After just a couple of day's practice, Andrew competed in the 2004 IFDS Single-Person Disabled World Championships in Blairgowrie. In his first race he finished a highly creditable third, and also gained two fifths and a sixth during the regatta. He finished with an eighth overall in fleet A. This was despite having to carry thirty kilos of medical equipment in the transom of his boat. When Andrew competed at Blairgowrie, he became the only ventilated quadriplegic in history to compete in a World Championships - at ANY sport.

In February 2004, Andrew competed in the second leg of the South Australian Access Dinghy State Titles with obvious improvement on his first attempt.

In March 2004 Andrew sailed in the Sailability SA Regatta at Goolwa Regatta Yacht Club. He finished eight races over the weekend in winds sometimes exceeding twenty-knots, gaining a second place in two races.

Later in March, Andrew travelled to Sydney to represent Sailability SA in the Sail Sydney Harbour Disability Regatta where he finished fifth. Andrew was awarded the Best Seamanship Award, in what the organisers described as a 'lay down misere'

Andrew was elected to the board of Sailability SA in June 2003. He has attended every Sailability day at Adelaide Sailing Club, advising and encouraging new members; pioneering sailing for people with a profound disability. He was highly involved in raising the profile of Sailability in South Australia conducting a number of radio interviews and has been the subject of both newspaper and television features.

Andrew worked hard to raise funds for Sailability SA. Apart from raising enough money to buy three Liberties at the beginning of the season, Andrew spoke to service clubs and completed grant applications in an effort to secure further funding for disabled sailors in South Australia.

The 2004 Access Dinghy National Championships were held in October on Lake Macquarie in some of the worst weather for a long time Andrew showed his grit and determination to just even get there. Up at 5am to get the plane, then catch a train from Sydney which had to be abandoned due to flooding on the line, wait for a van to take his electric chair and the driver got lost. He bought us all large gin and tonics. Later that evening I un-wrapped my folding bed to find out that it was a folding chair; Andrew, like a true gentleman offered to share his double bed with me!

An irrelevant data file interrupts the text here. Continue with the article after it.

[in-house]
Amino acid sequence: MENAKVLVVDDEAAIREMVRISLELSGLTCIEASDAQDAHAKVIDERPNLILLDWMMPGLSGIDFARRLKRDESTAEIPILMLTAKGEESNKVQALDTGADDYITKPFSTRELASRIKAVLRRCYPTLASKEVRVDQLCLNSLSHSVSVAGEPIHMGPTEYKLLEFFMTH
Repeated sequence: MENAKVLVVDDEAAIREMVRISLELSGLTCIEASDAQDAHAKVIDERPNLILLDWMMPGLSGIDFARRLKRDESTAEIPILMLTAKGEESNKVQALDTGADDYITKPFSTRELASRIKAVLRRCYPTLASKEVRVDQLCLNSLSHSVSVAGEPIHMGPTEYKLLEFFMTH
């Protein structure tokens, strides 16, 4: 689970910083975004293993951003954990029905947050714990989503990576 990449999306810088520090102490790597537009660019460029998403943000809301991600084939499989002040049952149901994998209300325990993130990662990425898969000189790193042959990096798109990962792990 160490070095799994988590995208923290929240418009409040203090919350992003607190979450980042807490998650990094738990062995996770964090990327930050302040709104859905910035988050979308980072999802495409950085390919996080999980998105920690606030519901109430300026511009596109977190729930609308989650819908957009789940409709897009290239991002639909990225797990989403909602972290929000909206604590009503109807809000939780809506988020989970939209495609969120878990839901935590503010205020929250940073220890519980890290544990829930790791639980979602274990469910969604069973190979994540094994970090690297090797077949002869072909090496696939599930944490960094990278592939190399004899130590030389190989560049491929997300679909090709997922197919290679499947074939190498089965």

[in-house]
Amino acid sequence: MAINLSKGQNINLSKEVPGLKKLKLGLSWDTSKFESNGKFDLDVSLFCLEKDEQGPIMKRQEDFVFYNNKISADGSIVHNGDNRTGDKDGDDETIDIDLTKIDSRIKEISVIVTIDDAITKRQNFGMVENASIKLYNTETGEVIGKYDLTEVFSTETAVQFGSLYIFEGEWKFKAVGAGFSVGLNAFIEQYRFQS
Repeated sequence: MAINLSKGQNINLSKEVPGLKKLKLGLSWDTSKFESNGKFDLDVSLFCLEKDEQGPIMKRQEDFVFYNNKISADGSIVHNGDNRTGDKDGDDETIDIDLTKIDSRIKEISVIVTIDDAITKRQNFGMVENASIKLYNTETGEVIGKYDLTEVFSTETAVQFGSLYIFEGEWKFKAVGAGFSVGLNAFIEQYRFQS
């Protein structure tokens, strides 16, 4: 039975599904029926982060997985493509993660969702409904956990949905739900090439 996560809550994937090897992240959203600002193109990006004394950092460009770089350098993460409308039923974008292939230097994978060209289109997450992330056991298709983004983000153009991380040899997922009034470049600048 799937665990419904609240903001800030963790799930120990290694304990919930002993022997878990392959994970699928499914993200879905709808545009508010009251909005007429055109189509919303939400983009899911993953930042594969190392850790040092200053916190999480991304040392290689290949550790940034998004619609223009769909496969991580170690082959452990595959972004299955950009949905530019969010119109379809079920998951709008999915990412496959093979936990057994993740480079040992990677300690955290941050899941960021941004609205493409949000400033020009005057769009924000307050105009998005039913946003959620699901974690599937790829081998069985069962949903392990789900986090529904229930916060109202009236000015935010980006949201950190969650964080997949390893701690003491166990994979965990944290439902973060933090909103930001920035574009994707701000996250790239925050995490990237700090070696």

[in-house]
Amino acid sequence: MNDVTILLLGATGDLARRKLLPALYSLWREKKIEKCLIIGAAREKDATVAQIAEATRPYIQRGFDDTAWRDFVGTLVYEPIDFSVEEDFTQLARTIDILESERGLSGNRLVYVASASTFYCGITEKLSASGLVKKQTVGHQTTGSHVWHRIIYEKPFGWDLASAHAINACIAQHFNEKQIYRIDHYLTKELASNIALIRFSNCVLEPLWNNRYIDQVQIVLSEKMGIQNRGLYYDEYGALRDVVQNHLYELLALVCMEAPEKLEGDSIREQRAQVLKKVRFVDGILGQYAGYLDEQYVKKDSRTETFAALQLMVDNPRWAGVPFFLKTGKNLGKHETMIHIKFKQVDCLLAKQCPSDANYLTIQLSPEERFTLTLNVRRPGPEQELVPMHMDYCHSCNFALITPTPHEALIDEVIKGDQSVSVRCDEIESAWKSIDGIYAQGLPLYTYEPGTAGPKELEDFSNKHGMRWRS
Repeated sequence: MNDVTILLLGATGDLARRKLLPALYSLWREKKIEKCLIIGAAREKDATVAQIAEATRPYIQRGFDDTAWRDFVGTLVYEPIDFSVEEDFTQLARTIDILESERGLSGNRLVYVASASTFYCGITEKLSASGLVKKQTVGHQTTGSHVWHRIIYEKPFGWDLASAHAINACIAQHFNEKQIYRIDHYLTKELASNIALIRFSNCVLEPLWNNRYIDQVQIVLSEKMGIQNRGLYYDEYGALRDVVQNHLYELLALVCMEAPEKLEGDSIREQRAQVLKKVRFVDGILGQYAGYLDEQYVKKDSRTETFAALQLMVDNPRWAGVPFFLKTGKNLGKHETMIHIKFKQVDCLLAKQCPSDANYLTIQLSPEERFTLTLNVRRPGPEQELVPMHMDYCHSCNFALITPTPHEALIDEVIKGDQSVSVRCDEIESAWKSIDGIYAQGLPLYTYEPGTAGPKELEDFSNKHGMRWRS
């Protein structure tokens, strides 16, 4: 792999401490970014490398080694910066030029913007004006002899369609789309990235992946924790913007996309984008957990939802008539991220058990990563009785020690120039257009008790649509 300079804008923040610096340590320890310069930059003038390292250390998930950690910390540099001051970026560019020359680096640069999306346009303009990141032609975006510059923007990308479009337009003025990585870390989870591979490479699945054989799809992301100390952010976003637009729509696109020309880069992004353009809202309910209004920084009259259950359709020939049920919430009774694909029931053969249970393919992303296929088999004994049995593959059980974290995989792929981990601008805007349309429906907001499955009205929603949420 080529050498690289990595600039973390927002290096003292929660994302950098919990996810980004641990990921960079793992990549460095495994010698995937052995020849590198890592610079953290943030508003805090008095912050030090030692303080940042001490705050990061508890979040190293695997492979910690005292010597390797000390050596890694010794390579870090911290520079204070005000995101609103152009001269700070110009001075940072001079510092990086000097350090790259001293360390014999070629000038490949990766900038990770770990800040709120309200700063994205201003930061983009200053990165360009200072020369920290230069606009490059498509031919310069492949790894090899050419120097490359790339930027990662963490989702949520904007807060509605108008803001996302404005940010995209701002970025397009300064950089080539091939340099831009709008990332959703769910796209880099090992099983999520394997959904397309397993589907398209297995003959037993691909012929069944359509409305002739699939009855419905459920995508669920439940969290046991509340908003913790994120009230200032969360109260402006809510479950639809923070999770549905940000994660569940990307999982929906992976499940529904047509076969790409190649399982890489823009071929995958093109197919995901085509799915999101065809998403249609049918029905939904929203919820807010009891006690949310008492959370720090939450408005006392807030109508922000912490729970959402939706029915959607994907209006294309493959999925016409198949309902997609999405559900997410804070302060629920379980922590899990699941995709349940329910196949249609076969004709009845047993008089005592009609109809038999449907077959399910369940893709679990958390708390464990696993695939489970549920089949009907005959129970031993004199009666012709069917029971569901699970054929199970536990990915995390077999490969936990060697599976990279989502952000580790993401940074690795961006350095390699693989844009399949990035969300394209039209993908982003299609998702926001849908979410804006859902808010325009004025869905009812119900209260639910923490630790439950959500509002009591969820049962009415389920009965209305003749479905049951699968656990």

At the Nationals Andrew was presented with the Yachting Australia 2004 Disabled Sailor of the Year award with which he was delighted; for the recognition of not only his sailing ability but also his contribution to the sport of sailing.

When Andrew joined Adelaide Sailing Club he was delighted to see that his old boat was still racing with good results. Andrew had a strong competitive spirit and he had not lost his ability to hit the start-line on the gun going flat out, even though the crew on the start boat had to duck to avoid having their hats taken off by Andrew's Access Liberty mast. 15 to 20 knots of wind was Andrew's idea of a good breeze; the only condition that made him head for the bar on a race day was when the seas were over a metre as his chin control would move out of his reach and he was going nowhere. Lots of wind, flat water, sun sparkling on the sea was Andrew's favourite racing conditions.

Andrew will be missed for many qualities; his spirit, his wicked sense of humour, his friendship and his huge delight in being able to go sailing again. Breeze on, Andrew; fair winds and good sailing.

Deirdre Schahinger

6 February 2005'
Deirdre Schahinger